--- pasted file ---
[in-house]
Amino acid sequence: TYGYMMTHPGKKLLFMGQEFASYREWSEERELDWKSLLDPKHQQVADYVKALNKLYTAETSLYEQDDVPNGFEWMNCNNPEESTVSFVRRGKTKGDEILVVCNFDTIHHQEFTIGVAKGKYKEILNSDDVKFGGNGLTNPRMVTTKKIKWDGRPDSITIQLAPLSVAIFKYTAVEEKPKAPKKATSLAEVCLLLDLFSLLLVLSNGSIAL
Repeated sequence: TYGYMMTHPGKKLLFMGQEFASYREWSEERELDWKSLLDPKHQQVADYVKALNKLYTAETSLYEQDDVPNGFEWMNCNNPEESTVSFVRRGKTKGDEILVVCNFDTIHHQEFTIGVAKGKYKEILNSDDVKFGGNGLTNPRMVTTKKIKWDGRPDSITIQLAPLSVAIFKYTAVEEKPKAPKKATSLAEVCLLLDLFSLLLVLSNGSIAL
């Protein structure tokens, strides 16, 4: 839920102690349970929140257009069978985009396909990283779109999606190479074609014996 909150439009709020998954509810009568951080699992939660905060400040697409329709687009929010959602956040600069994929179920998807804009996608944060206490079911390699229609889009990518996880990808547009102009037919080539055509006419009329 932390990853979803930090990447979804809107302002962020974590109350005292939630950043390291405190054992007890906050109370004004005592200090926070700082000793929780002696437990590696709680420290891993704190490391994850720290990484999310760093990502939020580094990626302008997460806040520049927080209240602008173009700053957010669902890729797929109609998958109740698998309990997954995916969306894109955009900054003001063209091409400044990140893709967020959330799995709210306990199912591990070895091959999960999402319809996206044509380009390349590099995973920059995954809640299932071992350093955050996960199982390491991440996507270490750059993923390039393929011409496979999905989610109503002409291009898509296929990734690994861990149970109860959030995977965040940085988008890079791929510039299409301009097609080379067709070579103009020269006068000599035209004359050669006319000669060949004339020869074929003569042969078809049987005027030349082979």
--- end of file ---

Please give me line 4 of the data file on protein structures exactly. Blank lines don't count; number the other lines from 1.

């Protein structure tokens, strides 16, 4: 839920102690349970929140257009069978985009396909990283779109999606190479074609014996 909150439009709020998954509810009568951080699992939660905060400040697409329709687009929010959602956040600069994929179920998807804009996608944060206490079911390699229609889009990518996880990808547009102009037919080539055509006419009329 932390990853979803930090990447979804809107302002962020974590109350005292939630950043390291405190054992007890906050109370004004005592200090926070700082000793929780002696437990590696709680420290891993704190490391994850720290990484999310760093990502939020580094990626302008997460806040520049927080209240602008173009700053957010669902890729797929109609998958109740698998309990997954995916969306894109955009900054003001063209091409400044990140893709967020959330799995709210306990199912591990070895091959999960999402319809996206044509380009390349590099995973920059995954809640299932071992350093955050996960199982390491991440996507270490750059993923390039393929011409496979999905989610109503002409291009898509296929990734690994861990149970109860959030995977965040940085988008890079791929510039299409301009097609080379067709070579103009020269006068000599035209004359050669006319000669060949004339020869074929003569042969078809049987005027030349082979």